Effect of the nonlinearity of the carbonate system on partial pressure of carbon dioxide in the oceans
Moore, R. M.
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Partial pressure of CO sub(2) is a nonlinear function of several seawater properties. Due to the nonlinearity in this relationship, the partial pressure of a uniform ocean would be different from that of a nonuniform ocean with the same bulk seawater properties. Assuming uniformity of seawater properties at some temporal and spatial scales in carbon models leads to systematic errors in partial pressure of CO sub(2). In this paper we evaluate the magnitude of these errors. We partition the Geochemical Ocean Sections Study and Transient Tracers in the Oceans data according to the horizontal structure of several box models from the literature. Our results suggest that assumption of uniformity at large scales leads to underestimation of global surface ocean partial pressure of CO sub(2) by at least 3-12 mu atm. Nonlinear effects also introduce systematic errors in the buffer factor estimated from bulk seawater properties. We find the standard deviation of partial pressure of CO sub(2) to be an indicator of the magnitude of the nonlinear effects. We discuss the implications of these errors for some conclusions drawn from carbon models. Biogeochemical processes, such as mixing, gas exchange, or biological activity, influence the distribution of the seawater properties. A shift in spatial or temporal patterns of these processes can modify the nonuniformity of the seawater properties and thus alter the partial pressure of the surface waters, even if the mean intensities of the processes remain constant.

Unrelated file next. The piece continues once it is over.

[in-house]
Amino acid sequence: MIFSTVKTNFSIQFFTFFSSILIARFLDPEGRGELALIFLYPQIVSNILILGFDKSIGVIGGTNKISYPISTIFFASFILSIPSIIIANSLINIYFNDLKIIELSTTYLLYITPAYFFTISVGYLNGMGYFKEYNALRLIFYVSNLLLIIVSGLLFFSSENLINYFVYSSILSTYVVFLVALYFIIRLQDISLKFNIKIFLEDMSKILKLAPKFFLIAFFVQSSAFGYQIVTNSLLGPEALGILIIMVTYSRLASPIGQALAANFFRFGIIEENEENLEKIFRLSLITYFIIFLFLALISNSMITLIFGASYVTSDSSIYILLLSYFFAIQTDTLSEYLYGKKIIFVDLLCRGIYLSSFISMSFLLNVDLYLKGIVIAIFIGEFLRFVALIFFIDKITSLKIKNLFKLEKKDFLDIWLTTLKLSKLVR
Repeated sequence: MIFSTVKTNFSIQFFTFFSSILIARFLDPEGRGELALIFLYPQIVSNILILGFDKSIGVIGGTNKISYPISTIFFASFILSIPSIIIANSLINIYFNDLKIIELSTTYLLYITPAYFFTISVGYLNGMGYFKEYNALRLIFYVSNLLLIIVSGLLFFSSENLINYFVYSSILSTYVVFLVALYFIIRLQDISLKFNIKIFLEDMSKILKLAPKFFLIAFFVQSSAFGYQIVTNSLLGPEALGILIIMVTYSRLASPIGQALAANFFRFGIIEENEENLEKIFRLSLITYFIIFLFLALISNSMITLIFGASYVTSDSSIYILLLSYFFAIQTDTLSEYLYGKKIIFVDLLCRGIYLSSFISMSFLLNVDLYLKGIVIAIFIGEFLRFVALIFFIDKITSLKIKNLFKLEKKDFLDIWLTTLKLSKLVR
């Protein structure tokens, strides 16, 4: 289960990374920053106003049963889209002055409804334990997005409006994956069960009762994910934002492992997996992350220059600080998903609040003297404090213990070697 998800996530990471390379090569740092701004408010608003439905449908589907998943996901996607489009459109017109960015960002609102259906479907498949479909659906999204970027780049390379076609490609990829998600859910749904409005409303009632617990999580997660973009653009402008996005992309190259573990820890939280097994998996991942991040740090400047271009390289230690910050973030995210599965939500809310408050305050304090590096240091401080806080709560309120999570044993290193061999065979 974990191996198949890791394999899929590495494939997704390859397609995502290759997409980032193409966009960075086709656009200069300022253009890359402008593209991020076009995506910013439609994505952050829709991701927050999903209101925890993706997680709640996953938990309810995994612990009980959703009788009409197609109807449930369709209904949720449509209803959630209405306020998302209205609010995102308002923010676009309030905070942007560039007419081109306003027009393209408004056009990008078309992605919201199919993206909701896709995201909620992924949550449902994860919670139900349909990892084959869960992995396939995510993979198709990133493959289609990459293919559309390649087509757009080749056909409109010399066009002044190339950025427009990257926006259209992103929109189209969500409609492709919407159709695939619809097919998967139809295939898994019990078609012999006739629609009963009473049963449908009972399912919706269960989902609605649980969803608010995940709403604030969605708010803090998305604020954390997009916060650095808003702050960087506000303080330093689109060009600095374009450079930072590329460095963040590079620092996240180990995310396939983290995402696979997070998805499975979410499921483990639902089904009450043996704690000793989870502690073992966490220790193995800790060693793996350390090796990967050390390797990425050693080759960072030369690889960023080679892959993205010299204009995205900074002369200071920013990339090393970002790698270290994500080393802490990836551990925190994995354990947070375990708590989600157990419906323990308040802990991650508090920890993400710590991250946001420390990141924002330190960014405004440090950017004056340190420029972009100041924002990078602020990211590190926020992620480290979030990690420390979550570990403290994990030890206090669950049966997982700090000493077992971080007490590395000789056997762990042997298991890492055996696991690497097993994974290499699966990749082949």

Trela, P., S. Sathyendranath, R. M. Moore, and DE Kelley. 1995. "Effect of the nonlinearity of the carbonate system on partial pressure of carbon dioxide in the oceans." Journal of Geophysical Research.C.Oceans 100(C4): 6829-6844. DOI:10.1029/94JC02573
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